Last week, I took a short road trip with a friend. We spent around 4 hours talking about why he joined his church. He started by saying that many things within his church weren’t his cultural or personal preference – the way many people expressed themselves during worship, the style of music, some of the ways people socialized. But in the end, he made a commitment to become a member anyway.
He had often found himself being more honest about his life with non-Christians than with the people he worshiped with each week.Despite the fact that he had been a Christian for many years, he had often found himself being more honest about his life with non-Christians than with the people he worshiped with each week. He was frustrated that many Christians he knew couldn’t bring themselves to talk about their current struggles, their current sin or their current doubts. So when he found himself struggling, he did what other people had shown him to do: he hid his struggles and suffered quietly.
However, when he first began to visit his church, he couldn’t believe how honest and transparent people were with their lives. They shared both their pain and their joy, their doubts and their hope, their failures and their growth. The personal transparency of the pastors as they taught, the small group leaders as they lead and the other people he met gave him hope to be honest with his own life.
In short, he chose to give up some of his cultural preferences because he found something more important: Christian community.
Then he saw that the questions were not out of condemnation or self-righteousness. They actually cared about him.When he came to his church he found a community of people who were dealing with real struggles – addictions, doubts, pain, marriage problems – and they were actually talking about it. But they weren’t just aimlessly sharing. They kept encouraging each other toward Jesus. They got into each other’s lives to encourage and push one other. At first, he said that it freaked him out. It felt like people were asking inappropriate questions about details of his life no one should talk about, but then he saw that the questions were not out of condemnation or self-righteousness. They actually cared about him. They weren’t being nosey. They were just being friends.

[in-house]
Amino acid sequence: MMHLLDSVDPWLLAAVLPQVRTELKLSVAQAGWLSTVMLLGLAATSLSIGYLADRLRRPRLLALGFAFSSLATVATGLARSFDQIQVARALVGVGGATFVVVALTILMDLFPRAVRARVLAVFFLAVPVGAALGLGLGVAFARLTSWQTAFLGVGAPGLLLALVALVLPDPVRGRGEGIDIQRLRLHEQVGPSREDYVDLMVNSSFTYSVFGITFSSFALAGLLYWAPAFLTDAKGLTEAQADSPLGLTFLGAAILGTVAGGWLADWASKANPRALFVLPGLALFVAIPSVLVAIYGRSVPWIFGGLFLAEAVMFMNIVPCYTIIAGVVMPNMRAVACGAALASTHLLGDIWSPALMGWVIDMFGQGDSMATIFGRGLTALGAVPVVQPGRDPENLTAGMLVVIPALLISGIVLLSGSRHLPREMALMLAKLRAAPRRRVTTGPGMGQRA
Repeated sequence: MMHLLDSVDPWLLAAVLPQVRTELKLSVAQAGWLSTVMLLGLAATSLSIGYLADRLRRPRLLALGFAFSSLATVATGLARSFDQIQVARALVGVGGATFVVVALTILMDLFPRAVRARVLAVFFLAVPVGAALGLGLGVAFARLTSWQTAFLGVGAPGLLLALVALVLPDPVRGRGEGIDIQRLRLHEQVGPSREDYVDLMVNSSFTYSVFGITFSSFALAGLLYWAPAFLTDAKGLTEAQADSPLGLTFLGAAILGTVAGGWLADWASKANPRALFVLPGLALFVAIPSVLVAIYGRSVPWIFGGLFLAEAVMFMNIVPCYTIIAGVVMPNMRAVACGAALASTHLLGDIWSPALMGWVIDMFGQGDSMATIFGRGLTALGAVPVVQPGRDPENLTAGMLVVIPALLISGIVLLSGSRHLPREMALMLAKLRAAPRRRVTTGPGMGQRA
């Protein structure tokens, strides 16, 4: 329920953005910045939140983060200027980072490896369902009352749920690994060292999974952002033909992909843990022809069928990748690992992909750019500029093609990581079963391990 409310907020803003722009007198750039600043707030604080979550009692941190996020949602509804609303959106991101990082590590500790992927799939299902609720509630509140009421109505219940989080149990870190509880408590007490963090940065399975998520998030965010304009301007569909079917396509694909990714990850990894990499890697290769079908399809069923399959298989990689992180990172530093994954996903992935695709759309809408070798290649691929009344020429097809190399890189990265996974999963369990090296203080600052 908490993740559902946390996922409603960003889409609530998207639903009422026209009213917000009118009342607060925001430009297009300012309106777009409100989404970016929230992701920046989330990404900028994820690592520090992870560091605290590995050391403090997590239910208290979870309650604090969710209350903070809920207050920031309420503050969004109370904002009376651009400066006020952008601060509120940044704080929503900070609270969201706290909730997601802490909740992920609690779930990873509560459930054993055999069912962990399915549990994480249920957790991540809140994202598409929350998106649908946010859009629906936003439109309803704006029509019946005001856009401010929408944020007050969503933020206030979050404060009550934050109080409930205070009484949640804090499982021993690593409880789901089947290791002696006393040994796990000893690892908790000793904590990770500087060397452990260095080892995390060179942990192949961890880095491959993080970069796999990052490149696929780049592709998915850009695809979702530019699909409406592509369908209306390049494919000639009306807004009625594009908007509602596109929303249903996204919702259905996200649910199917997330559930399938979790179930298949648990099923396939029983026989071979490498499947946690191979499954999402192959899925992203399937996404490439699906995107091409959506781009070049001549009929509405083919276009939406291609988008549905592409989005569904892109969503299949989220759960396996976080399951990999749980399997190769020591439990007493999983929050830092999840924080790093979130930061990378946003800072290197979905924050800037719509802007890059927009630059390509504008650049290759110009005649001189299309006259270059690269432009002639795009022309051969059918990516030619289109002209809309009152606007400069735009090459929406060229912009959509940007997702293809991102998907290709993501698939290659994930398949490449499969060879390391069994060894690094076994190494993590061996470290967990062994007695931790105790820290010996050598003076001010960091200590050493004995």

If Jesus has always needed community, what makes us think that we don’t?God created us for community. He made an entire beautiful world and called it “good”. Then, he made Adam and when Adam was alone he called it “not good”. We were made in his image. He “hardwired” our souls to reflect his own need for relationships. The Trinity – God the Father, Jesus the Son and the Holy Spirit – has existed for all of eternity in a perfect relationship with each other. If Jesus has always needed community, what makes us think that we don’t?
When we make our relationships significant, we find fulfillment.My friend Rich Plass says, “We are as fulfilled as our relationships are significant. We are as happy as our relationships are whole and healthy.” All of life is relational. Everything in life is in service to relationships. Our deepest joys are relational. Our deepest wounds don’t come from ideas, but from relationships. Jesus didn’t reveal God as an idea, but as a Father – as a relationship. He told us to love God and to love people. When we make our relationships significant, we find fulfillment.
We must run toward Christian community. We must find a church community where the good news of God’s grace is both taught and caught. Jesus loves us and has taken our sin upon himself to set us free and over time to make us the best possible versions of ourselves. He will complete the work he has started – and he intends to use the people in our lives to help us.
Many people give up on Church and Christian community because they encounter too many hypocrites. This is like saying that we gave up on the gym because we found too many unfit people were there. Where else are sinners supposed to turn?